Del reviews ‘Red Planet Mars’

Image courtesy of United Artists.

Del reviews ‘Red Planet Mars’

“Red Planet Mars” Starring Peter Graves, Andrea King and Herbert Berghof. Directed by Harry Horner. 87 minutes. Rated approved.

Del’s take

Maybe you’ve noticed I’m reviewing more Netflix, Prime and Hulu offerings these days. That’s no accident.

My MoviePass account expires at the end of this month and I won’t be renewing. When I first joined, the MoviePass deal was unbeatable – watch as many movies as you like in one month for a piddling $7. I wondered how they could make money and they didn’t. Soon they were altering the terms, adding steps and otherwise making it impossible to use your MoviePass for anything but low-rated matinees only once per week. With my new work schedule I could not have seen more than one movie per month, if that. Not much of a deal.

I subscribe to Netflix, Prime, Hulu, Shudder and Curiosity Stream. I can also choose from Vudu and Tubi TV. Needless to say I am not deprived of video content.

But finding the good ones can be a challenge. More than once I’ve searched Google for the best hidden gems on Netflix. I even have a browser extension that lets me search all the “hidden” categories Netflix does not include with its interface.

It stands to reason if I am having this problem, others likely are too. And that is the direction I am taking “Movie Faceoff.”

I will continue to review theatrical releases when I see them, and if I can ever coax Mladen away from the Great American Novel he’s working on, we’ll do them together. Meantime, I am reviewing some of the gems – and dogs – I find on my streaming services. And that brings me to this latest offering, “Red Planet Mars.”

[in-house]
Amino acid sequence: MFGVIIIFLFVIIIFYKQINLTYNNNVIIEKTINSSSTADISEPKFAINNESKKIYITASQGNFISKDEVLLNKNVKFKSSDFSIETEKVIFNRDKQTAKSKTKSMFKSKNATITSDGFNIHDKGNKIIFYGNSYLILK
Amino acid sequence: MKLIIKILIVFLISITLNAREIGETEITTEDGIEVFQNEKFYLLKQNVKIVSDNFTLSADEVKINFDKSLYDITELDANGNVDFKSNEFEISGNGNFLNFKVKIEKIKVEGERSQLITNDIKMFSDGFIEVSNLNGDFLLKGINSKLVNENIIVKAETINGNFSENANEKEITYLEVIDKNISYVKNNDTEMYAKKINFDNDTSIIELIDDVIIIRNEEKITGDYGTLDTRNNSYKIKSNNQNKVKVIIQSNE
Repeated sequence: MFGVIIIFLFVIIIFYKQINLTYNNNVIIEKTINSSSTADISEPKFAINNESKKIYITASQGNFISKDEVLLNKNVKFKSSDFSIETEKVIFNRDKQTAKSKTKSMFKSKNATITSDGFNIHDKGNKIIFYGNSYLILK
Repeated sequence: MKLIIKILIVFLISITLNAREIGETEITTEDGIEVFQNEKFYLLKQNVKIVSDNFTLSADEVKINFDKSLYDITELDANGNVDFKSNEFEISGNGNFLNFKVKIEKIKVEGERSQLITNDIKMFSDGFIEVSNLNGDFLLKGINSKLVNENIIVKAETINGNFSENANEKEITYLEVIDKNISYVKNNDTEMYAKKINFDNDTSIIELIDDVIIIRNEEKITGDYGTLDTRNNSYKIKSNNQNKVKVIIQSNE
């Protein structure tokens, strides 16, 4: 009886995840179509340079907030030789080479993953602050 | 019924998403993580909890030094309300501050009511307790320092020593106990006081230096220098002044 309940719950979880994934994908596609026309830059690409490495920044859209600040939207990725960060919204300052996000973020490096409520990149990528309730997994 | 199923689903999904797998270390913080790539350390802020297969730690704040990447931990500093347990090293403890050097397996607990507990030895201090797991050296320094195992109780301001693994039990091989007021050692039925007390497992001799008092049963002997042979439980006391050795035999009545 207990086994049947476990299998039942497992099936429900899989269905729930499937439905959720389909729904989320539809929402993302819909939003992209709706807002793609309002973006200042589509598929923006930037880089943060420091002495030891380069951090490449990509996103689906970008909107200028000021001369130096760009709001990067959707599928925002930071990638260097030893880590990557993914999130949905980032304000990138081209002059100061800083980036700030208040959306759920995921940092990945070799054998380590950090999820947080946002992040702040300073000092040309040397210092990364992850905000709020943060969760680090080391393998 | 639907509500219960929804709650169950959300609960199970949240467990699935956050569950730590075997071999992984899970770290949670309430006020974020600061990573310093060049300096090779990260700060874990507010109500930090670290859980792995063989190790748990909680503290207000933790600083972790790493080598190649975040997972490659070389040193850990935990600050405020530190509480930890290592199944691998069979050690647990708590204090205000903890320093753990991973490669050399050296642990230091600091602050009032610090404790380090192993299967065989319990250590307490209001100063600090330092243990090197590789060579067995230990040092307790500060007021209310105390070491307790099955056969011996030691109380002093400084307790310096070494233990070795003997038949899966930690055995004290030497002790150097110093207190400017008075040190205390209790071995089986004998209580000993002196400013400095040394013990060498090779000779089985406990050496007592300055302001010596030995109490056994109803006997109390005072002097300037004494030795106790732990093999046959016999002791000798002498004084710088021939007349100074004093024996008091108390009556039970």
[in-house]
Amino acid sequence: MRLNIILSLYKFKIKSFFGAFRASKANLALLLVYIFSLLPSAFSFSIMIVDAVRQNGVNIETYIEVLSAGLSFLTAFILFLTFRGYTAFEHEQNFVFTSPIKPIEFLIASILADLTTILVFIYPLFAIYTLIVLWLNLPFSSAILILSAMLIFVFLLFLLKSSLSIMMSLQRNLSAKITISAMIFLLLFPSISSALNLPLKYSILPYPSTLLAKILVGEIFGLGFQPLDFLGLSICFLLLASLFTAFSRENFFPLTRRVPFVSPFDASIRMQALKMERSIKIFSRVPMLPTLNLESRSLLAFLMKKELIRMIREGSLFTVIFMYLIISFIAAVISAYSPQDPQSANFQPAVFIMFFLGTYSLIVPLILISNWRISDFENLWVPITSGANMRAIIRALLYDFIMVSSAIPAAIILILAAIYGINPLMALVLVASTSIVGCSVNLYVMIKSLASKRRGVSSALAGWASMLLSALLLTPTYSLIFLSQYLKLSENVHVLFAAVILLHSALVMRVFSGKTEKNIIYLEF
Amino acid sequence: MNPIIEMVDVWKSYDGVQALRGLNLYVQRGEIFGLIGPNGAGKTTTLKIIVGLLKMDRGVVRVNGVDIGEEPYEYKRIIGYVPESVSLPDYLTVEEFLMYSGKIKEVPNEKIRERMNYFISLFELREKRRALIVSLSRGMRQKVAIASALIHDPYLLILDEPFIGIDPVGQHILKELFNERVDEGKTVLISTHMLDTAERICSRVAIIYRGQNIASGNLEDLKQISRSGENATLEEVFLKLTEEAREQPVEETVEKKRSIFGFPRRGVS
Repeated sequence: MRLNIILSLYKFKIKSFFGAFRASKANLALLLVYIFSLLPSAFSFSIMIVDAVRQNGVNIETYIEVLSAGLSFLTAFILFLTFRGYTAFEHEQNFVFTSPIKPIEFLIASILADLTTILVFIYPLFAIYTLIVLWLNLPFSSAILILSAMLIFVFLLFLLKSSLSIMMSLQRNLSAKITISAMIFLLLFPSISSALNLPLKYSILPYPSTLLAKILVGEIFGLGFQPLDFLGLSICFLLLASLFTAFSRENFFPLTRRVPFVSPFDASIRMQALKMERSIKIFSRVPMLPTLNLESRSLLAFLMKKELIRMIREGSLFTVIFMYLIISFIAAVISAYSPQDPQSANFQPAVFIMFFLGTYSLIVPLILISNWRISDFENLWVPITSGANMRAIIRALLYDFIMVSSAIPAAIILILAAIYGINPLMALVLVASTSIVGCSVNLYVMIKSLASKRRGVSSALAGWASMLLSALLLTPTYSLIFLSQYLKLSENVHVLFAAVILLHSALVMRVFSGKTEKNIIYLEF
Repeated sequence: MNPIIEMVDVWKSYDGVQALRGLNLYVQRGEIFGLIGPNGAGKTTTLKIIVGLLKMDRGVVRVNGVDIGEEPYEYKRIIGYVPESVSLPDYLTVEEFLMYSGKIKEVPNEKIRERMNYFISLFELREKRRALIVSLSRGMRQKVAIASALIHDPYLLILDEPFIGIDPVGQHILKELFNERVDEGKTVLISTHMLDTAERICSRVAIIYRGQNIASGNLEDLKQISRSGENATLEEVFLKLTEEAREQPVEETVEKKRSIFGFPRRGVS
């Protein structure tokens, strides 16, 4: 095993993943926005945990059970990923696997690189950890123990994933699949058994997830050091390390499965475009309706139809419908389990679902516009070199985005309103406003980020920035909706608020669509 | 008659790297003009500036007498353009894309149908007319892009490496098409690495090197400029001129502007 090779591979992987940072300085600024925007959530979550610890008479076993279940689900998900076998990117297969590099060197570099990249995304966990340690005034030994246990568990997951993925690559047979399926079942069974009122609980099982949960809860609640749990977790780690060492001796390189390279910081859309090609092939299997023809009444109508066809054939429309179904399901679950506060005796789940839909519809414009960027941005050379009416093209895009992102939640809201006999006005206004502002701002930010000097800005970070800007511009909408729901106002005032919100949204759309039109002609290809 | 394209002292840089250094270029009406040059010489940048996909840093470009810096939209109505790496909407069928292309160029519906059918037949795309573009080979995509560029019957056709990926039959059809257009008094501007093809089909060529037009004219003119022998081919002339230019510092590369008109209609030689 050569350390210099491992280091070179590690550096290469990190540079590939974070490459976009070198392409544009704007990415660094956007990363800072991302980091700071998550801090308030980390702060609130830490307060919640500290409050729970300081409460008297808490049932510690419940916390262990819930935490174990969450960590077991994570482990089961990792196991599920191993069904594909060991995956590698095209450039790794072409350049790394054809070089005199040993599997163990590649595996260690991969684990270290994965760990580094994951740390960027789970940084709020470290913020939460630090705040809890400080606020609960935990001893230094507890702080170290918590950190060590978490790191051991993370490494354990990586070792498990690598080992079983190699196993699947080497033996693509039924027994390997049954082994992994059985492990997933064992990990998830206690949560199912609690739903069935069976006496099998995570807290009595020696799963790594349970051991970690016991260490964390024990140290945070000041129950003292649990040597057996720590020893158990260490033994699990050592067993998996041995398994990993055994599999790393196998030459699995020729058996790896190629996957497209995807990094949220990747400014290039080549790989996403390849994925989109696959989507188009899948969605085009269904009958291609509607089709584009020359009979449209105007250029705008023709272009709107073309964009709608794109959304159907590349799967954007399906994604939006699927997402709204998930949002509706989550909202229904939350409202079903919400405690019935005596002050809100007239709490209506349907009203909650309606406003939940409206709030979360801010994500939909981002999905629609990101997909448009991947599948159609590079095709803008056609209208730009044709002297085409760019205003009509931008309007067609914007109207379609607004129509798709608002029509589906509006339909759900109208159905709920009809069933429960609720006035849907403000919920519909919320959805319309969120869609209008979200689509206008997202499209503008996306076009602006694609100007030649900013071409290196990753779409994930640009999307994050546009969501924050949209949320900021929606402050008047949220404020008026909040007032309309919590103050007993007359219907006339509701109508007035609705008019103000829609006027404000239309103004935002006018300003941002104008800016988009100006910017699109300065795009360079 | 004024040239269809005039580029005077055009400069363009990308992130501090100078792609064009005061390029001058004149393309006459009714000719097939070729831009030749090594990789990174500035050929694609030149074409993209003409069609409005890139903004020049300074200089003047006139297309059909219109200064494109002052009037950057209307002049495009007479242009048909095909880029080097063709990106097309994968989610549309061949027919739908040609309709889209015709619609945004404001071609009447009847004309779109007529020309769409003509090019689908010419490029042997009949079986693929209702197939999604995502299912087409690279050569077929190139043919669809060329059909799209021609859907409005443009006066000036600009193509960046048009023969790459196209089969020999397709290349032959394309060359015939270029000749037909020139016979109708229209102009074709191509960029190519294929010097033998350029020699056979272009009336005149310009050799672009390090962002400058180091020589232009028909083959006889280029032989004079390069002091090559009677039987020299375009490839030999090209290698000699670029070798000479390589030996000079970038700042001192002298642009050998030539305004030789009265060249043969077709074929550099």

“Red Planet Mars” is one of the most remarkable science fiction movies I have ever seen. Released in 1952 by United Artists, the movie stars a very young Peter Graves at the height of his Nordic grandeur.

The basic plot of the story is as follows: Astronomers spot what appear to be artificial canals on Mars that are transporting water from a rapidly diminishing polar ice cap. At the same time an American scientist (Graves) has established a kind of crude radio communication with the inhabitants.

At first, the communication is a simple repetition of signals sent from Earth. But Graves’ son, Stewart (Orley Lindgren) suggests transmitting the numerical value of pi to see if the Martians, if they are indeed Martians, will carry those values to the next decimal point. They do, and a dialogue is established after the cryptographers who decoded the Japanese military signals during World War II figure out how to interpret their language.

The Martians soon reveal an astonishing grasp of science, informing Graves that they live to be 300 years old, use cosmic energy as an energy source and grow enough food on a single acre to feed an entire city.

When these messages are revealed to the world, the world responds with panic and hysteria. Farmers, afraid their crops will be rendered valueless by new growing methods, demand government compensation. The oil industry freaks out (they wouldn’t do THAT, would they) and the medical community has a shit fit. The stock market collapses, riots spread across the country and the western world grinds to a halt.

Simultaneously an evil subplot is playing out. The Russians have a spy listening in on the broadcasts, a Nazi scientist who invented the technology that enables Graves to contact the Martians. The Russians intend to use the chaos as a means to subjugate the west and take over the world.

That is until the messages from Mars detour from the standard our-technology-is-superior-to-yours script and move off in a weird, unanticipated direction. Tables get turned and “Red Planet Mars” becomes something that rises above the modest aspirations of a killer B movie.

The clothes, home furnishings and cars are vintage 1952, but the giant flat-panel TV mounted on Graves’ wall is anything but, suggesting “Red Planet Mars” is set in an alternate universe.

But what’s astonishing about the movie is its willingness to address the deep issues of first contact, or the Cold War conflict between east and west. It does so in surprisingly thoughtful ways, so atypical of the ’50s B movies with their bug-eyed monsters and giant insect predators.

Don’t get me wrong. I’m not saying “Red Planet Mars” is a “good” movie. It’s definitely a product of its time. The viewer must make a deal with himself to overlook the overacting, the offensive patriarchal viewpoints, crappy special effects and script clinkers so common of movies of that day. But do that and you may be surprised.

I will say I liked the movie a lot. It entertained me right to the end.

I would grade “Red Planet Mars” at B+ purely on the merits of its ambition.

Stone is a former journalist and author.